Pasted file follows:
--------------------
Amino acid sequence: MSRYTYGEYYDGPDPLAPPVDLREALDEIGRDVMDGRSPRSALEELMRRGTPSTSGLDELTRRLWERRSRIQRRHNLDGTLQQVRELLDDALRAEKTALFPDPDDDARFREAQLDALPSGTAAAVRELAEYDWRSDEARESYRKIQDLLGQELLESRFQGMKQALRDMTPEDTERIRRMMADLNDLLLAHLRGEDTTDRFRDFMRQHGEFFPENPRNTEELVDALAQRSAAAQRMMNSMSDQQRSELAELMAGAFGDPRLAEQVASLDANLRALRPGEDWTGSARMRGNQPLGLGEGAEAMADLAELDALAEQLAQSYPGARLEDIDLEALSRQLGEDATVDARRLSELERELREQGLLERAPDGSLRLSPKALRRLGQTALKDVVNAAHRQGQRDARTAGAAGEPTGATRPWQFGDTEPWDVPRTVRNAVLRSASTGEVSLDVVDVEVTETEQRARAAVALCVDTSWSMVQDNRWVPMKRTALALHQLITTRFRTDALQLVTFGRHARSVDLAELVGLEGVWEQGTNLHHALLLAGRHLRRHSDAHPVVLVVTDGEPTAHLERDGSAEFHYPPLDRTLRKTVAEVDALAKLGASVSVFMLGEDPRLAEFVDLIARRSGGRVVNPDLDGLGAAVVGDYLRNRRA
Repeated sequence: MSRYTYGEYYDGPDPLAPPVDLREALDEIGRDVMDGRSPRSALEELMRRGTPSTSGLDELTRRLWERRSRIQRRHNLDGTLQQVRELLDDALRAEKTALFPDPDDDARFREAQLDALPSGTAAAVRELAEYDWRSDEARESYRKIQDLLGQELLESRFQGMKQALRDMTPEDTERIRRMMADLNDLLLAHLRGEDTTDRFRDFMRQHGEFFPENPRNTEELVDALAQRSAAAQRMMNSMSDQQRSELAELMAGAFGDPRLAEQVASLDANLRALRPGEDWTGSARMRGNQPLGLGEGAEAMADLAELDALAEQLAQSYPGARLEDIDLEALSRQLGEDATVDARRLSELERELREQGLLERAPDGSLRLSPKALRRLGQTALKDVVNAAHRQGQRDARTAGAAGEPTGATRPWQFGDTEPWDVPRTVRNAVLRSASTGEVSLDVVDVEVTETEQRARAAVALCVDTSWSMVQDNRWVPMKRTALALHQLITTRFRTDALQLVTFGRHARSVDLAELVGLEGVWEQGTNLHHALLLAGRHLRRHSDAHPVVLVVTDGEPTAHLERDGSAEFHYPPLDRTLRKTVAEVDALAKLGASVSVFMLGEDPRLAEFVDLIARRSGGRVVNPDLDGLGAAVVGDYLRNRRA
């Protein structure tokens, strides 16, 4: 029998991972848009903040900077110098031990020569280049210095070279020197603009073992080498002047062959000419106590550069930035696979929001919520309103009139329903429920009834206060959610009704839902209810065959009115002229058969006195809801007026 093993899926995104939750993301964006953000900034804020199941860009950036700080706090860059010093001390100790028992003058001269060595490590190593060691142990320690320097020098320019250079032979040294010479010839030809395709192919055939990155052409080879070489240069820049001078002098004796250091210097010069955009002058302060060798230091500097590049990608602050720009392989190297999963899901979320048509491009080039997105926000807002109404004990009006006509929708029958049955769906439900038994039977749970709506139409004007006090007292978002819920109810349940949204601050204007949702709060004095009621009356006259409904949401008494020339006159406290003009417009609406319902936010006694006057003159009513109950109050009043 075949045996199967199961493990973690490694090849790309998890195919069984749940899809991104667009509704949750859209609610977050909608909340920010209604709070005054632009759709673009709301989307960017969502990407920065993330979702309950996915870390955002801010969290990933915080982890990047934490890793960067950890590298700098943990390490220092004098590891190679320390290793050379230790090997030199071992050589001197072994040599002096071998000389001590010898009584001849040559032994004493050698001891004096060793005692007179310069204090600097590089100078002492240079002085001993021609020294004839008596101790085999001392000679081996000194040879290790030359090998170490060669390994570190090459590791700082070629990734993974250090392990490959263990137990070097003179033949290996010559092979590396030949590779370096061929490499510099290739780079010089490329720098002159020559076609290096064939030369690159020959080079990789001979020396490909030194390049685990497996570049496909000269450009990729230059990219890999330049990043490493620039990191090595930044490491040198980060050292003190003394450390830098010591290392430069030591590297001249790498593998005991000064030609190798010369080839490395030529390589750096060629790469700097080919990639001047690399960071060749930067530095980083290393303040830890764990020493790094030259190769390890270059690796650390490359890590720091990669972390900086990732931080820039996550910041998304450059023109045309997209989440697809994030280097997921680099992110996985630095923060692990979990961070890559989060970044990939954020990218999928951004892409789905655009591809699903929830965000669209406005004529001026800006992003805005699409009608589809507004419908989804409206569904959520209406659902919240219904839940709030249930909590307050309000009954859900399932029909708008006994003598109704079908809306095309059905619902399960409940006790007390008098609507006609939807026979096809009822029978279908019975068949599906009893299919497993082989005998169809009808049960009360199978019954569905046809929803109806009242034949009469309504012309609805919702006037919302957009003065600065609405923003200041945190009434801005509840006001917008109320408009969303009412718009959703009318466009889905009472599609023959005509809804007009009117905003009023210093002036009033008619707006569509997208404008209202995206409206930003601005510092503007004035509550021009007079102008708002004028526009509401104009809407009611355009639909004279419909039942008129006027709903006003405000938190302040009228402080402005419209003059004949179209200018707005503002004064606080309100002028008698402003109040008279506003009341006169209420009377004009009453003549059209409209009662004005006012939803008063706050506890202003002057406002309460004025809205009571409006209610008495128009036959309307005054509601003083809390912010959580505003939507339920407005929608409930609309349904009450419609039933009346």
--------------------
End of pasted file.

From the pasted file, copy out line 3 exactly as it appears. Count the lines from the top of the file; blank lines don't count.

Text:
């Protein structure tokens, strides 16, 4: 029998991972848009903040900077110098031990020569280049210095070279020197603009073992080498002047062959000419106590550069930035696979929001919520309103009139329903429920009834206060959610009704839902209810065959009115002229058969006195809801007026 093993899926995104939750993301964006953000900034804020199941860009950036700080706090860059010093001390100790028992003058001269060595490590190593060691142990320690320097020098320019250079032979040294010479010839030809395709192919055939990155052409080879070489240069820049001078002098004796250091210097010069955009002058302060060798230091500097590049990608602050720009392989190297999963899901979320048509491009080039997105926000807002109404004990009006006509929708029958049955769906439900038994039977749970709506139409004007006090007292978002819920109810349940949204601050204007949702709060004095009621009356006259409904949401008494020339006159406290003009417009609406319902936010006694006057003159009513109950109050009043 075949045996199967199961493990973690490694090849790309998890195919069984749940899809991104667009509704949750859209609610977050909608909340920010209604709070005054632009759709673009709301989307960017969502990407920065993330979702309950996915870390955002801010969290990933915080982890990047934490890793960067950890590298700098943990390490220092004098590891190679320390290793050379230790090997030199071992050589001197072994040599002096071998000389001590010898009584001849040559032994004493050698001891004096060793005692007179310069204090600097590089100078002492240079002085001993021609020294004839008596101790085999001392000679081996000194040879290790030359090998170490060669390994570190090459590791700082070629990734993974250090392990490959263990137990070097003179033949290996010559092979590396030949590779370096061929490499510099290739780079010089490329720098002159020559076609290096064939030369690159020959080079990789001979020396490909030194390049685990497996570049496909000269450009990729230059990219890999330049990043490493620039990191090595930044490491040198980060050292003190003394450390830098010591290392430069030591590297001249790498593998005991000064030609190798010369080839490395030529390589750096060629790469700097080919990639001047690399960071060749930067530095980083290393303040830890764990020493790094030259190769390890270059690796650390490359890590720091990669972390900086990732931080820039996550910041998304450059023109045309997209989440697809994030280097997921680099992110996985630095923060692990979990961070890559989060970044990939954020990218999928951004892409789905655009591809699903929830965000669209406005004529001026800006992003805005699409009608589809507004419908989804409206569904959520209406659902919240219904839940709030249930909590307050309000009954859900399932029909708008006994003598109704079908809306095309059905619902399960409940006790007390008098609507006609939807026979096809009822029978279908019975068949599906009893299919497993082989005998169809009808049960009360199978019954569905046809929803109806009242034949009469309504012309609805919702006037919302957009003065600065609405923003200041945190009434801005509840006001917008109320408009969303009412718009959703009318466009889905009472599609023959005509809804007009009117905003009023210093002036009033008619707006569509997208404008209202995206409206930003601005510092503007004035509550021009007079102008708002004028526009509401104009809407009611355009639909004279419909039942008129006027709903006003405000938190302040009228402080402005419209003059004949179209200018707005503002004064606080309100002028008698402003109040008279506003009341006169209420009377004009009453003549059209409209009662004005006012939803008063706050506890202003002057406002309460004025809205009571409006209610008495128009036959309307005054509601003083809390912010959580505003939507339920407005929608409930609309349904009450419609039933009346």